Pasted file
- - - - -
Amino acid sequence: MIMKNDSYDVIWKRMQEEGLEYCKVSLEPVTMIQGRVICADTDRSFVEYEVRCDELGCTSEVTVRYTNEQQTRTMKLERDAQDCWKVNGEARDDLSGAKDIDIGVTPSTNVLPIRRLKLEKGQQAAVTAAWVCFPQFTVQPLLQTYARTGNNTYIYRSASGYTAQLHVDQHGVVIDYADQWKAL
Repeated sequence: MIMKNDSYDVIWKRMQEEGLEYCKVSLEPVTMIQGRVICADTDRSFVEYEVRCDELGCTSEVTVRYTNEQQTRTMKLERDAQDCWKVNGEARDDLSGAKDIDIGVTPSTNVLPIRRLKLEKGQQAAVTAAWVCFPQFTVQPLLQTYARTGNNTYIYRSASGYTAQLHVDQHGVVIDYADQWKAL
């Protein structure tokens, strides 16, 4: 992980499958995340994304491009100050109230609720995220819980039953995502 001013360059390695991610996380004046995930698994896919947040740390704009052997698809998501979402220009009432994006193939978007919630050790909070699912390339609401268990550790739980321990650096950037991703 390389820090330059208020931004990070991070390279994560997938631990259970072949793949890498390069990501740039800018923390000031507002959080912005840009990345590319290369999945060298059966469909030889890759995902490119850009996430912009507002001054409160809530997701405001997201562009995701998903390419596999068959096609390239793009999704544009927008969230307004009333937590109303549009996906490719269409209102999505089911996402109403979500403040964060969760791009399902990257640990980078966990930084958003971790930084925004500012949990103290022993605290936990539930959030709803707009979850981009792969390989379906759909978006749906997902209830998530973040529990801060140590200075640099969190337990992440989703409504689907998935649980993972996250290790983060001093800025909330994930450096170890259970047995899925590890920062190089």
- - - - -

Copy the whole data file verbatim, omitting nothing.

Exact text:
Amino acid sequence: MIMKNDSYDVIWKRMQEEGLEYCKVSLEPVTMIQGRVICADTDRSFVEYEVRCDELGCTSEVTVRYTNEQQTRTMKLERDAQDCWKVNGEARDDLSGAKDIDIGVTPSTNVLPIRRLKLEKGQQAAVTAAWVCFPQFTVQPLLQTYARTGNNTYIYRSASGYTAQLHVDQHGVVIDYADQWKAL
Repeated sequence: MIMKNDSYDVIWKRMQEEGLEYCKVSLEPVTMIQGRVICADTDRSFVEYEVRCDELGCTSEVTVRYTNEQQTRTMKLERDAQDCWKVNGEARDDLSGAKDIDIGVTPSTNVLPIRRLKLEKGQQAAVTAAWVCFPQFTVQPLLQTYARTGNNTYIYRSASGYTAQLHVDQHGVVIDYADQWKAL
């Protein structure tokens, strides 16, 4: 992980499958995340994304491009100050109230609720995220819980039953995502 001013360059390695991610996380004046995930698994896919947040740390704009052997698809998501979402220009009432994006193939978007919630050790909070699912390339609401268990550790739980321990650096950037991703 390389820090330059208020931004990070991070390279994560997938631990259970072949793949890498390069990501740039800018923390000031507002959080912005840009990345590319290369999945060298059966469909030889890759995902490119850009996430912009507002001054409160809530997701405001997201562009995701998903390419596999068959096609390239793009999704544009927008969230307004009333937590109303549009996906490719269409209102999505089911996402109403979500403040964060969760791009399902990257640990980078966990930084958003971790930084925004500012949990103290022993605290936990539930959030709803707009979850981009792969390989379906759909978006749906997902209830998530973040529990801060140590200075640099969190337990992440989703409504689907998935649980993972996250290790983060001093800025909330994930450096170890259970047995899925590890920062190089």